The Doudna Lab

Exploring molecular mechanisms of RNA-mediated gene regulation

CRISPR systems in bacterial immunity


CRISPR RNA-guided surveillance complexes target foreign DNA for degradation through RNA–DNA base-pairing and recognition of a unique sequence adjacent to the target DNA called the protospacer adjacent motif (PAM). Addressing how the DNA is unwound during this binding event, and how short 20–30 base-pair target sequences are efficiently located and recognized within entire genomes, has been a recent focus of our research. In collaboration with Eric Greene’s laboratory at Columbia University, we have applied a combination of single-molecule and bulk biochemical experiments to resolve the mechanism of DNA interrogation for two phylogenetically unrelated complexes: Cas9, the DNA-targeting protein found in Type II CRISPR–Cas systems (S. pyogenes), and Cascade, the DNA-targeting complex found in Type I-E CRISPR–Cas systems (E. coli). Our results have revealed that the target search is PAM-guided, and that these distinct RNA-guided complexes have converged on a common mechanism for target DNA recognition.

DNA interrogation by Cas9. PAMs (yellow) recruit Cas9–RNA complexes to potential target sites, where the DNA is unzipped to enable RNA–DNA heteroduplex formation. Read more...

Dual Cas9 crystal structures. Structures of Cas9 endonucleases reveal RNA-mediated conformational activation. Read more...

Type II CRISPR-Cas systems use an RNA-guided DNA endonuclease, Cas9, to generate double-strand breaks in invasive DNA during an adaptive bacterial immune response. Cas9-mediated cleavage is strictly dependent on the presence of a protospacer adjacent motif (PAM) in the target DNA. The ability to program Cas9 for DNA cleavage at specific sites defined by guide RNAs has led to its adoption as a versatile platform for genome engineering and gene regulation. To compare the architectures and domain organization of diverse Cas9 proteins, we have solved the atomic structures of Cas9 from Streptococcus pyogenes (SpyCas9) and Actinomyces naeslundii (AnaCas9), revealing the structural core shared by all Cas9 family members, and the structurally divergent regions, including the PAM recognition loops, are likely responsible for distinct guide RNA and PAM specificities. Our EM analysis further shows that by triggering a conformational rearrangement in Cas9, the guide RNA acts as a critical determinant of target DNA binding (in collaboration with Eva Nogales, UC Berkeley, HHMI).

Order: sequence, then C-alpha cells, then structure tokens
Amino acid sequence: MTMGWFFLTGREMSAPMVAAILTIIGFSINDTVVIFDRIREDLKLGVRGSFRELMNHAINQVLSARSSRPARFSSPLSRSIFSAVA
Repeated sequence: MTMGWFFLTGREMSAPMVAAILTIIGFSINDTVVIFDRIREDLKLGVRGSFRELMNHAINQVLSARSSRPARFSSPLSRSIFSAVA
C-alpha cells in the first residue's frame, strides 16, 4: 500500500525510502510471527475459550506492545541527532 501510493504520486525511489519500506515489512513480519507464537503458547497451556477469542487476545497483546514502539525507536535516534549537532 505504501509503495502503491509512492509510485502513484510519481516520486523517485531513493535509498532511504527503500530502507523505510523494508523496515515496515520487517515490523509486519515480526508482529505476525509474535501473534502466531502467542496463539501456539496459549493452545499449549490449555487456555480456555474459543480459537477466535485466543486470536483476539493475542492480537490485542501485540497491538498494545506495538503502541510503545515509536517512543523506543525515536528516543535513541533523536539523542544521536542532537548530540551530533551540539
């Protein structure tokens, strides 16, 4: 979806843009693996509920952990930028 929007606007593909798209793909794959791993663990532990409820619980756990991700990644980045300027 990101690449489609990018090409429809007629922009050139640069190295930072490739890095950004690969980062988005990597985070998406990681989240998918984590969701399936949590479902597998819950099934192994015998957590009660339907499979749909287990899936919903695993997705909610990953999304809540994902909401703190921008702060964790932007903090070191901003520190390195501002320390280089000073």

Prokaryotes have evolved a nucleic acid-based immune system that shares some functional similarities with RNA interference in eukaryotes. Central to this system are DNA repeats called CRISPRs (Clustered Regularly Interspaced Short Palindromic Repeats). CRISPRs are genetic elements containing direct repeats separated by unique spacers, many of which are identical to sequences found in phage and other foreign genetic elements. Recent work has demonstrated the role of CRISPRs in adaptive immunity and shown that small RNAs derived from CRISPRs (crRNAs) are implemented as homing oligos for the targeted interference of foreign DNA (in collaboration with Eva Nogales, UC Berkeley, HHMI).

The CASCADE complex. The molecular architecture of the E. coli CASCADE silencing complex reveals how RNA is displayed for surveillance of complementary DNA sequences. Read more...

High-resolution structure of CasA. Structural analysis of the CasA subunit of CASCADE suggests how self-nonself discrimination may be accomplished. Read more...

Phylogenetic analysis of CRISPR-associated (Cas) proteins suggests there are at least seven distinct versions of this immune system. These systems can be extremely divergent mechanistically and provide a rich area to research RNA:protein interactions, including novel protein folds. To explore this diversity, we have determined the structures of diverse CRISPR-associated proteins, including the large E. coli CASCADE silencing complex. This seahorse-shaped assembly shows how the CRISPR RNA is cradled by six repeating subunits and presented for DNA inspection. Further, we have solved the structure of the CasA subunit by X-ray crystallography, which revealed that it is poised to have a role in discriminating between “nonself” (foreign DNA) or “self” (host DNA) prior to targeting. This step is critical, as reckless silencing could prove lethal to the host.